Single Sensor Radio Scene Analysis for Packet Based Radio Signals Using 2nd and 4th Order Statistics

Invention Summary:

Most existing wireless systems use static allocation of the radio spectrum with each system operating in a predefined fixed frequency band. Since the allocated spectrum is not used at all locations and at all times, this static allocation leads to creation of spectrum holes, which implies inefficient utilization of the available radio spectrum. Dynamic spectrum allocation offers a much more optimal spectrum utilization scheme. However, dynamic systems must have a completely new feature embedded in them, spectrum sensing capability. Spectrum sensing can be defined as RF signal analysis with a goal to determine if an observed frequency band is occupied, and to possibly identify or characterize the signals present in the band. Most of the research in spectrum sensing relates to the emerging 802.22 standard, where the goal is to detect the presence of a primary user, which in this case is the digital TV signals in the 400-800 MHz frequency band.

Researchers at Rutgers University have devised a statistical algorithm which computes estimates of the spectra and activity sequences by optimizing certain criteria under application specific constraints. The algorithm uses RF signal analysis where one sensing node observes a frequency band possibly used by multiple packet based radio transmitters. Analysis of the received signal consists of two steps. 1) a spectrogram is used to perform temporal segmentation of the received nonstationary signal. This task is formulated as a clustering problem, and 2) A 2-D slice of the fourth order spectrum is computed for each of the segments found in the first step. These fourth order spectrum slices are arraigned in a three-dimensional array.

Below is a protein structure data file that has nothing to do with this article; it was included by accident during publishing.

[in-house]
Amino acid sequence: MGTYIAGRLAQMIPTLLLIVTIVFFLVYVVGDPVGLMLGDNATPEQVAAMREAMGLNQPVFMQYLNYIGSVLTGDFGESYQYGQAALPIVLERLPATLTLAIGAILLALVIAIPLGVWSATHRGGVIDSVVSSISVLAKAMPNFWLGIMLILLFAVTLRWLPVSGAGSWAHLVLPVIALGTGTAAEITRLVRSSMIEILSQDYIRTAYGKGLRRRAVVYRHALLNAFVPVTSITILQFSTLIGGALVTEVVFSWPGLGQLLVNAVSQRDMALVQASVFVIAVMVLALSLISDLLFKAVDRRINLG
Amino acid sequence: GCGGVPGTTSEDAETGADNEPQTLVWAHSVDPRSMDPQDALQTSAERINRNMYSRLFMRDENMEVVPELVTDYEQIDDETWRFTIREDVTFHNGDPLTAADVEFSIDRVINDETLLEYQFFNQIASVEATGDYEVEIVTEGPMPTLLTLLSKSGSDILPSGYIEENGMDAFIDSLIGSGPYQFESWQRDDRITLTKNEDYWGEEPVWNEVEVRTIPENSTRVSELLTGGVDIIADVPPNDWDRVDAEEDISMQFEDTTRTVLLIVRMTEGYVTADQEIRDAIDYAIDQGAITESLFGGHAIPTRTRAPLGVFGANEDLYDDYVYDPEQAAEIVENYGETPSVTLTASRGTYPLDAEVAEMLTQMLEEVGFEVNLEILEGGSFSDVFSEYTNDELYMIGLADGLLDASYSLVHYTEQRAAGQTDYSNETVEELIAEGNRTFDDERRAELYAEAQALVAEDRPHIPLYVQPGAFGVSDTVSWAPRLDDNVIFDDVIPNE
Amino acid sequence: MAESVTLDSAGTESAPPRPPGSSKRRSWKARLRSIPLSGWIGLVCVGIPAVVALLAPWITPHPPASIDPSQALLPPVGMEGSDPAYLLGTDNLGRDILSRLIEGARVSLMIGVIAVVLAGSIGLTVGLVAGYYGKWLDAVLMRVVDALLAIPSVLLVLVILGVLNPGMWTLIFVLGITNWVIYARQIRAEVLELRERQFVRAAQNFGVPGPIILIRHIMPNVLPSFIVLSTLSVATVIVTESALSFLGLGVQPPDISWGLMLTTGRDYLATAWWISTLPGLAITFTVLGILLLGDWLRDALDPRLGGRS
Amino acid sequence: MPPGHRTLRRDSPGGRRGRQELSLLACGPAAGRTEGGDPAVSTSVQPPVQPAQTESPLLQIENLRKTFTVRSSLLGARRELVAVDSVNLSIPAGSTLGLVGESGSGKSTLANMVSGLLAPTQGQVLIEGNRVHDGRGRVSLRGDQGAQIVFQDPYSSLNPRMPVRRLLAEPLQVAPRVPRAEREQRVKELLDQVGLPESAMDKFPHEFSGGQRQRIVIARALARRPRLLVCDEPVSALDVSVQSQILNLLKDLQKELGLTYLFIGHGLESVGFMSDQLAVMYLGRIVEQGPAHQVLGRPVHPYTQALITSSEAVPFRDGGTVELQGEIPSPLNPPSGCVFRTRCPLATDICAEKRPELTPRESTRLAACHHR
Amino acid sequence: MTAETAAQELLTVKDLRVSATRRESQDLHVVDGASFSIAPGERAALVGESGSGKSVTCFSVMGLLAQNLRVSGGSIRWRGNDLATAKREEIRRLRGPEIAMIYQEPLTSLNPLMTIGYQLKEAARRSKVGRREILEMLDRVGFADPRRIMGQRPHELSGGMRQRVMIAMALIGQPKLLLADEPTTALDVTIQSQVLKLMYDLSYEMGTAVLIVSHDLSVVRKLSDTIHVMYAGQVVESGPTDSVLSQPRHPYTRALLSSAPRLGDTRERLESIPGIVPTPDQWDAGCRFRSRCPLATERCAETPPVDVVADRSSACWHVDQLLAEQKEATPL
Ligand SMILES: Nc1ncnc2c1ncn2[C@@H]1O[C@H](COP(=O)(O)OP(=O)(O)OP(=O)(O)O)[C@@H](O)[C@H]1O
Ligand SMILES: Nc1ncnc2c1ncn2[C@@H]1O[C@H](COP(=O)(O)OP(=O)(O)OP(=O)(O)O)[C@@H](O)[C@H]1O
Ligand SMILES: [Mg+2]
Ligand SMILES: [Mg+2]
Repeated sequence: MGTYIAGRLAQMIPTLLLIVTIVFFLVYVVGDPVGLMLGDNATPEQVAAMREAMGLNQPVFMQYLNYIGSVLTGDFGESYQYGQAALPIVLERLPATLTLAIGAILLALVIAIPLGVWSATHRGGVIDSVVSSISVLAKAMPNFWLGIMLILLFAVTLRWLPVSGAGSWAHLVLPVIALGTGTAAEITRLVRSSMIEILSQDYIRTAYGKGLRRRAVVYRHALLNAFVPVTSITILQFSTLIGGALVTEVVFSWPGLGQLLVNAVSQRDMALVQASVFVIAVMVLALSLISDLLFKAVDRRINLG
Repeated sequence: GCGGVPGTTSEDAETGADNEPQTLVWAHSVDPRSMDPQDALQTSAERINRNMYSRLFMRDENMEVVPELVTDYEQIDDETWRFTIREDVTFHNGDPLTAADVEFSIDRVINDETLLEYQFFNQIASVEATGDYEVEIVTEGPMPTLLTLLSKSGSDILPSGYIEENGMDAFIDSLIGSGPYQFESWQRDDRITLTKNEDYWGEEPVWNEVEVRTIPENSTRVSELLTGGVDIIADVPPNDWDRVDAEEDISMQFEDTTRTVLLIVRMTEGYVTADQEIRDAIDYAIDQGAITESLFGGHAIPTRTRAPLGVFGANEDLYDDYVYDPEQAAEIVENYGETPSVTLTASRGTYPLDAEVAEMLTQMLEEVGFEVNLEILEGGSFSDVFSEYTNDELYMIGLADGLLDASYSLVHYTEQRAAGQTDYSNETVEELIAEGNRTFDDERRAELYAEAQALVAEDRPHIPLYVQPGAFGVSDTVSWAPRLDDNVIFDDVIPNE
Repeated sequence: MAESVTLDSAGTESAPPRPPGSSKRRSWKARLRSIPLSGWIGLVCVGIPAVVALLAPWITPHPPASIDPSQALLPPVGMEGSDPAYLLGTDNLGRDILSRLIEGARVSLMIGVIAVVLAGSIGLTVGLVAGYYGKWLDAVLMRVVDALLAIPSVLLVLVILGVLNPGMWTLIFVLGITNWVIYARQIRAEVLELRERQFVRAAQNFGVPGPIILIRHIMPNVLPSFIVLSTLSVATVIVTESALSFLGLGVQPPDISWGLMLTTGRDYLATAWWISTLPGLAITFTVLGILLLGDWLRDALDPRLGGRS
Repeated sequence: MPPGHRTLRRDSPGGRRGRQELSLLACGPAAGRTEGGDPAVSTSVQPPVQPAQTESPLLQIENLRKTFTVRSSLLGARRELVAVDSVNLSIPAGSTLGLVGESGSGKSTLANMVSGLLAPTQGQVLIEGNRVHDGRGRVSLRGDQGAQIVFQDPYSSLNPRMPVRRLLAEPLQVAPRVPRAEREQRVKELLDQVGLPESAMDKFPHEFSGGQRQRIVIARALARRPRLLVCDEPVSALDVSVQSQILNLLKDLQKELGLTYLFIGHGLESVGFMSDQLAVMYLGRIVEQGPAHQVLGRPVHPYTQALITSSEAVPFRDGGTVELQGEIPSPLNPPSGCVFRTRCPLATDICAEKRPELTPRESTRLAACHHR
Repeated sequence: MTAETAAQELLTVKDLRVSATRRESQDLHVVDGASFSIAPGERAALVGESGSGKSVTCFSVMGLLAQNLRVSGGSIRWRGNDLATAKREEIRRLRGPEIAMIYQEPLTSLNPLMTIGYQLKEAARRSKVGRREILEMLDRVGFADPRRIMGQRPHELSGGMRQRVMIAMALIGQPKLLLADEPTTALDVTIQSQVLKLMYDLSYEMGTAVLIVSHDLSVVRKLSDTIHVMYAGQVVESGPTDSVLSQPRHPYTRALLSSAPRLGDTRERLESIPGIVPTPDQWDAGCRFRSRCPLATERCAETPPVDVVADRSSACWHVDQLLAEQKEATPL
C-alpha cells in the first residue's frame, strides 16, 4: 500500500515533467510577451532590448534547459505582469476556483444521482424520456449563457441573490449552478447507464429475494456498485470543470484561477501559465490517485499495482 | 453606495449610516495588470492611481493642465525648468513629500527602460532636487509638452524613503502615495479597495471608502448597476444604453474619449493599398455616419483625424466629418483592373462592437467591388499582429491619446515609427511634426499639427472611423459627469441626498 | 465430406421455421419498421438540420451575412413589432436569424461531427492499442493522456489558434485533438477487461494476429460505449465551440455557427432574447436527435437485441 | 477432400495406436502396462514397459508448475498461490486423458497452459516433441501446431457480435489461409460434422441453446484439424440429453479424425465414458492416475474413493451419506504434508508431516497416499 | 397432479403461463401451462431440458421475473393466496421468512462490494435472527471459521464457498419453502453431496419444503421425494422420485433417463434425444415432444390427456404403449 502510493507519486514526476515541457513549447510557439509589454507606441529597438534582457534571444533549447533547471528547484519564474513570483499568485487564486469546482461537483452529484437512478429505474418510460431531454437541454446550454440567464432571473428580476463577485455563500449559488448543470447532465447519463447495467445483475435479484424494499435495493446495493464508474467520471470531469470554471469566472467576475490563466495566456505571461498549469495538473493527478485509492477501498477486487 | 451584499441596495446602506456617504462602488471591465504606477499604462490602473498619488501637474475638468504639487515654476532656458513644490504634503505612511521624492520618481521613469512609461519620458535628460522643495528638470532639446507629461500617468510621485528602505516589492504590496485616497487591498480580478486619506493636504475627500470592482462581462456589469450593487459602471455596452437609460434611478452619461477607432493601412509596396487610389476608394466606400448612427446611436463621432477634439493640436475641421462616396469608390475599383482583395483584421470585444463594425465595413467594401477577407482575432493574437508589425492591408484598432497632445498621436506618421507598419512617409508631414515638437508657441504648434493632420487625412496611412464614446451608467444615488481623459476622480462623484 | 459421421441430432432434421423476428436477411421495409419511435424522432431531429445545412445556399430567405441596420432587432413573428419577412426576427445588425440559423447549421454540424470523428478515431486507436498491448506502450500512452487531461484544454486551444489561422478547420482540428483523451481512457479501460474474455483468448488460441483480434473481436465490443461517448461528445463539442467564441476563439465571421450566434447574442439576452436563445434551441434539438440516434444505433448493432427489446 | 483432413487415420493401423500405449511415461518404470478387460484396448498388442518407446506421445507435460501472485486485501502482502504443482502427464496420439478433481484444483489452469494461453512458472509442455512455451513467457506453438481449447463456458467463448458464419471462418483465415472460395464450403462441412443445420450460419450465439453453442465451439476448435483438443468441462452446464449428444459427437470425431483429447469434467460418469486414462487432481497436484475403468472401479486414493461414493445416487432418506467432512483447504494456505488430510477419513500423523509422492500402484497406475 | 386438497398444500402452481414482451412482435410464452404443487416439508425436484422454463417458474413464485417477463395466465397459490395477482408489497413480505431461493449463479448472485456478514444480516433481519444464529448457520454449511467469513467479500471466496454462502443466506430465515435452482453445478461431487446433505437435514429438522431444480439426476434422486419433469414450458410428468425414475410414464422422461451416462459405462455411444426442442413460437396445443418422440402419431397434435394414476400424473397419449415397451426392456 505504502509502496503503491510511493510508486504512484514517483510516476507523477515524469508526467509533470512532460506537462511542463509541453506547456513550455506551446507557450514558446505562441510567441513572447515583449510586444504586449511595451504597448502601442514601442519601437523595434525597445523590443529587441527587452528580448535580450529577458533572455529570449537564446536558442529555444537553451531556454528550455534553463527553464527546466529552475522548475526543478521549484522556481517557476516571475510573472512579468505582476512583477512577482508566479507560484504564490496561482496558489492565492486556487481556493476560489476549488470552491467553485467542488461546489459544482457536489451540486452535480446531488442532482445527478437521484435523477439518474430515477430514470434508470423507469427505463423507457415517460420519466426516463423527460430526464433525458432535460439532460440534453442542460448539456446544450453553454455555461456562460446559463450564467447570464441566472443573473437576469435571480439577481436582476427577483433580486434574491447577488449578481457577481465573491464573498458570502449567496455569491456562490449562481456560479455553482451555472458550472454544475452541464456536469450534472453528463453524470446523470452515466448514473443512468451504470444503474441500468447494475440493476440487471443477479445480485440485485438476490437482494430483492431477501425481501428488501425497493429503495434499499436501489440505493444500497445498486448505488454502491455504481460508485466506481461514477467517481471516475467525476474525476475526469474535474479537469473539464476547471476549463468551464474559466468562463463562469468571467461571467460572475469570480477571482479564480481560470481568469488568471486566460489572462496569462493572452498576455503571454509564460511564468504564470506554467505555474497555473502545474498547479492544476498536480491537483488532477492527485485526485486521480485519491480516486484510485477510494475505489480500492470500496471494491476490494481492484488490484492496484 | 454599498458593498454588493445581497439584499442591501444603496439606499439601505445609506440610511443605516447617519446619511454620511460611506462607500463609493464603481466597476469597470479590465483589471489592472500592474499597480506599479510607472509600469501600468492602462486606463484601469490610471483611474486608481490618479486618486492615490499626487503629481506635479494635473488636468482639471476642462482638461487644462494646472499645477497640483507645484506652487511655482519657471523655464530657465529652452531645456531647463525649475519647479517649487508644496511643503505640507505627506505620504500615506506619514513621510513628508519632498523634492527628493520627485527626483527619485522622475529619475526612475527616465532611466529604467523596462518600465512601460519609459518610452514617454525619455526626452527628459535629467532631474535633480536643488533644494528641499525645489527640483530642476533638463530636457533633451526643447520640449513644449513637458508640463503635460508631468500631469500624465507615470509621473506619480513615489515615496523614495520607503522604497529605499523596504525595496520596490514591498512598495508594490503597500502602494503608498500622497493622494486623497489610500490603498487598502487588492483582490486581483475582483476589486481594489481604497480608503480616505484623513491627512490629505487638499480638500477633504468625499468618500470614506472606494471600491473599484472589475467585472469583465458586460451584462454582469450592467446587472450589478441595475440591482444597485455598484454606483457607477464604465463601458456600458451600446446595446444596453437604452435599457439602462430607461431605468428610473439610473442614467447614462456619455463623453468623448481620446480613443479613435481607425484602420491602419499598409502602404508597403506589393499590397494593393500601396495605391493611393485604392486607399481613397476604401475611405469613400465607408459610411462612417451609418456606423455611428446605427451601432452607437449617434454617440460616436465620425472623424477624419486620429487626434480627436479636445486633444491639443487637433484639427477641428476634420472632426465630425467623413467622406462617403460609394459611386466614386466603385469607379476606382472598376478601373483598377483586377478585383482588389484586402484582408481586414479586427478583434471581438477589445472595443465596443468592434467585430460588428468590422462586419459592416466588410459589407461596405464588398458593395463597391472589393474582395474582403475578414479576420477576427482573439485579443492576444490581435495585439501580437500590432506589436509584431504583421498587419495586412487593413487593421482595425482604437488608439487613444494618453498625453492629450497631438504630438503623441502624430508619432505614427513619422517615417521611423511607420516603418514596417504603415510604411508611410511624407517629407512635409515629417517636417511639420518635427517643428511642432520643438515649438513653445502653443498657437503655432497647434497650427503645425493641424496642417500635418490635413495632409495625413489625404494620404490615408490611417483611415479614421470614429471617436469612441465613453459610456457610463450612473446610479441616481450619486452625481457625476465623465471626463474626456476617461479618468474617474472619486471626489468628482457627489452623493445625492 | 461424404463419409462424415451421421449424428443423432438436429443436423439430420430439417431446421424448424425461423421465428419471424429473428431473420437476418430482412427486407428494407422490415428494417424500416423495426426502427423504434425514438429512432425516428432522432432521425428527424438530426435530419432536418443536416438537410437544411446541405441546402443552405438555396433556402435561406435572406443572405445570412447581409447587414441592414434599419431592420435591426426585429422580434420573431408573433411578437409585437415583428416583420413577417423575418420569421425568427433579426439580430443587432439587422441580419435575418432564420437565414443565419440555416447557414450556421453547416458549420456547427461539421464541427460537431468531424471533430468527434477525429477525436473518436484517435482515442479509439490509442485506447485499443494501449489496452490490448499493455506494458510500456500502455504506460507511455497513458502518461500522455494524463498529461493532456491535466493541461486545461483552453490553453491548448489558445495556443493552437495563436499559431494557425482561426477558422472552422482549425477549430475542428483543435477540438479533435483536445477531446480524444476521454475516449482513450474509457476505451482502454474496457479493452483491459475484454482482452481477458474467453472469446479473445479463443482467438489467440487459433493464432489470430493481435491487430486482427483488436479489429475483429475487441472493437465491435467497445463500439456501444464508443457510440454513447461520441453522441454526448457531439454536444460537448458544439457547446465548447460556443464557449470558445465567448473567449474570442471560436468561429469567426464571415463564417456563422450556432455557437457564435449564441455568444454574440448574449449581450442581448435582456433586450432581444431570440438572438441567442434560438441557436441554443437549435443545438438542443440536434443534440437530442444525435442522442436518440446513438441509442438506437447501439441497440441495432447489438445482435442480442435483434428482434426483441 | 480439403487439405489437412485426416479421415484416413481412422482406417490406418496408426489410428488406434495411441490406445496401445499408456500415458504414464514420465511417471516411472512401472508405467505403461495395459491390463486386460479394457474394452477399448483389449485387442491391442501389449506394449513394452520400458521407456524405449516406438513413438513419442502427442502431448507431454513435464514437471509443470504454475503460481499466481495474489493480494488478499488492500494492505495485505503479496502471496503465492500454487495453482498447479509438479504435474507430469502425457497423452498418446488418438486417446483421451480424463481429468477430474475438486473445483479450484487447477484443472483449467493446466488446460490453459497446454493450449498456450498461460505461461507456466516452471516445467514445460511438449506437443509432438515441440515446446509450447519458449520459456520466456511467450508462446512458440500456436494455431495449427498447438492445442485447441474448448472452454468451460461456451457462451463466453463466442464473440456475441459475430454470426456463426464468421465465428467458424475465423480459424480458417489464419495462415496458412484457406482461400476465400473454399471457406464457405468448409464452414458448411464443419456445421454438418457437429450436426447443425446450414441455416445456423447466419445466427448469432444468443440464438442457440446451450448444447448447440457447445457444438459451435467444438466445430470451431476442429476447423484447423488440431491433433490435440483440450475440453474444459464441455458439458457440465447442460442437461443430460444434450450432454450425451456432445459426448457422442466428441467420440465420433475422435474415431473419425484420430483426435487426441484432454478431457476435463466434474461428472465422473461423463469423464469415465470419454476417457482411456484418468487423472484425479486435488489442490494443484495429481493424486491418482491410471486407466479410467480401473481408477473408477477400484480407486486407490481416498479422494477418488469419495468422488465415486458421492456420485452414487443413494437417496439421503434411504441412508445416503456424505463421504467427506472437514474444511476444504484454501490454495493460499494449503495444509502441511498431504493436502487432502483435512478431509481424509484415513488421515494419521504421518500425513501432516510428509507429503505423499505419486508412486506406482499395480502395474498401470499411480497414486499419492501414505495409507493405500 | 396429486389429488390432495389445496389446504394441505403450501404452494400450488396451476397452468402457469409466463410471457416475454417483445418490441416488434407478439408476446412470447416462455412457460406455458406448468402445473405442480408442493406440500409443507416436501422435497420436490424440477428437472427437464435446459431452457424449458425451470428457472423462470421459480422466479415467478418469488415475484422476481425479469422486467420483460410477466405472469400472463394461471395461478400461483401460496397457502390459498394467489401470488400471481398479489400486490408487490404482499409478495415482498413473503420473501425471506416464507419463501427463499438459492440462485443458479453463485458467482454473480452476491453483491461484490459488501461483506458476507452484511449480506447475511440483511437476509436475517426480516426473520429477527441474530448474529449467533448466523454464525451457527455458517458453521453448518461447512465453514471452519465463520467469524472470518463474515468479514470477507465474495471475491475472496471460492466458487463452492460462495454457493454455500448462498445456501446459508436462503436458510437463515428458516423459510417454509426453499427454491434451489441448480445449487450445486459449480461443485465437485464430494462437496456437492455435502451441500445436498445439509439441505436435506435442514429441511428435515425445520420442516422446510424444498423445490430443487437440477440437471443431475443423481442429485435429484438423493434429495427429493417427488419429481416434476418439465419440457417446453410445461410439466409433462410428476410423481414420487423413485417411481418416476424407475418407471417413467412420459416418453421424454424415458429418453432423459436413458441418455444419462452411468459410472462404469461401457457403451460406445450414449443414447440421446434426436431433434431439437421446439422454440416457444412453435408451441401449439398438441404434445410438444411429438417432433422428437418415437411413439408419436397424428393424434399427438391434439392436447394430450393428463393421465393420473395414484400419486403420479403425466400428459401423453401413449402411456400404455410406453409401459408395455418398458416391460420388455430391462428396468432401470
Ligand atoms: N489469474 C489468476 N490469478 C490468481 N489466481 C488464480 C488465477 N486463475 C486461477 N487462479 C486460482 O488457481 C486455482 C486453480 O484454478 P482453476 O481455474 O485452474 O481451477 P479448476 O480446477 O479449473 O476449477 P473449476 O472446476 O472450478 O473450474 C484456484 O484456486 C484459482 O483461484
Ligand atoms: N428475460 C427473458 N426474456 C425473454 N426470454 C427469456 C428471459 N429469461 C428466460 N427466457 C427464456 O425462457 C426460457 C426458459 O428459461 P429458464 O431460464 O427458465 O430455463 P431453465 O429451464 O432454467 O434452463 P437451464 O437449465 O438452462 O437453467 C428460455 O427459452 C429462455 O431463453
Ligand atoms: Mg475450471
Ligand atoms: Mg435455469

The goal of the second step is to use unique properties of the low rank decomposition of the three-dimensional array to recover spectra and associated activity sequences of individual components in the received signal. A numerical algorithm for the low rank decomposition is derived and estimates of the spectra and activity sequences are computed by optimizing certain weighted least squares criterion under application specific constraints. The approach is tested using simulation examples involving signals in the 802.11a/b/g and bluetooth networks.

The proposed algorithm can be used as a spectrum analysis tool, providing crucial information needed for achieving efficient utilization of radio spectrum and eliminating mutual interference between the coexisting systems.

Market Application:

Radio spectrum allocation.


  • Possible to identify spectra and activity sequences of individual signals forming the received signal
  • Method is blind in a sense that the knowledge of signal pulse shapes and their center frequencies is not assumed

Intellectual Property & Development Status:

Utility patent pending

Patent Information:
For Information, Contact:
Dan Benderly
Licensing Manager
Rutgers University